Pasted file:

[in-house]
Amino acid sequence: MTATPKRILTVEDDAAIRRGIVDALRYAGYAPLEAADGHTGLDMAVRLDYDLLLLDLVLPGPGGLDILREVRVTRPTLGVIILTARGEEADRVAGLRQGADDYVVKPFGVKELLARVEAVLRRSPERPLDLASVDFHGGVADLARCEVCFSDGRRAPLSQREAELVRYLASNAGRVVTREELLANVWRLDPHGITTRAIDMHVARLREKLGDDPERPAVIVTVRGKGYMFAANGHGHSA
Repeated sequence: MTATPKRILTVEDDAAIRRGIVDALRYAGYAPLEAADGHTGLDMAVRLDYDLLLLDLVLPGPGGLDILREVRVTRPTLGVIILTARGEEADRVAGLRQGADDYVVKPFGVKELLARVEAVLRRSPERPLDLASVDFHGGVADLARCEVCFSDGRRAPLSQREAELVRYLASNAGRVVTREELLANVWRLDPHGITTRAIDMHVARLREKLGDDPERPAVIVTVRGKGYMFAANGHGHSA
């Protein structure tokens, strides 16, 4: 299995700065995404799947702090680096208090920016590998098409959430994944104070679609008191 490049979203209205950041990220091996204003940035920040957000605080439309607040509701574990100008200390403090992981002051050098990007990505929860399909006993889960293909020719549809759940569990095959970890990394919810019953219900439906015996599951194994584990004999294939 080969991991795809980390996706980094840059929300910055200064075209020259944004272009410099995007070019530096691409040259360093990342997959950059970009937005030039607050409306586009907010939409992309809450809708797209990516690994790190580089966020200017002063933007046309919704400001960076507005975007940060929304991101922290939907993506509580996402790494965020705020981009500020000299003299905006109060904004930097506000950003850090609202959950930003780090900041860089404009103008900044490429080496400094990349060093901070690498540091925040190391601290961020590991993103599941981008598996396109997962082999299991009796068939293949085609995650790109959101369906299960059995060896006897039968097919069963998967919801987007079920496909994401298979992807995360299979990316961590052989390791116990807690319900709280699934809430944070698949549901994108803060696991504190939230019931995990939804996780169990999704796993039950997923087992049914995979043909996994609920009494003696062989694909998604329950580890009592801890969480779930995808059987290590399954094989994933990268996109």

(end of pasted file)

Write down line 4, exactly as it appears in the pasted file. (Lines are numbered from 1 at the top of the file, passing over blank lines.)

């Protein structure tokens, strides 16, 4: 299995700065995404799947702090680096208090920016590998098409959430994944104070679609008191 490049979203209205950041990220091996204003940035920040957000605080439309607040509701574990100008200390403090992981002051050098990007990505929860399909006993889960293909020719549809759940569990095959970890990394919810019953219900439906015996599951194994584990004999294939 080969991991795809980390996706980094840059929300910055200064075209020259944004272009410099995007070019530096691409040259360093990342997959950059970009937005030039607050409306586009907010939409992309809450809708797209990516690994790190580089966020200017002063933007046309919704400001960076507005975007940060929304991101922290939907993506509580996402790494965020705020981009500020000299003299905006109060904004930097506000950003850090609202959950930003780090900041860089404009103008900044490429080496400094990349060093901070690498540091925040190391601290961020590991993103599941981008598996396109997962082999299991009796068939293949085609995650790109959101369906299960059995060896006897039968097919069963998967919801987007079920496909994401298979992807995360299979990316961590052989390791116990807690319900709280699934809430944070698949549901994108803060696991504190939230019931995990939804996780169990999704796993039950997923087992049914995979043909996994609920009494003696062989694909998604329950580890009592801890969480779930995808059987290590399954094989994933990268996109």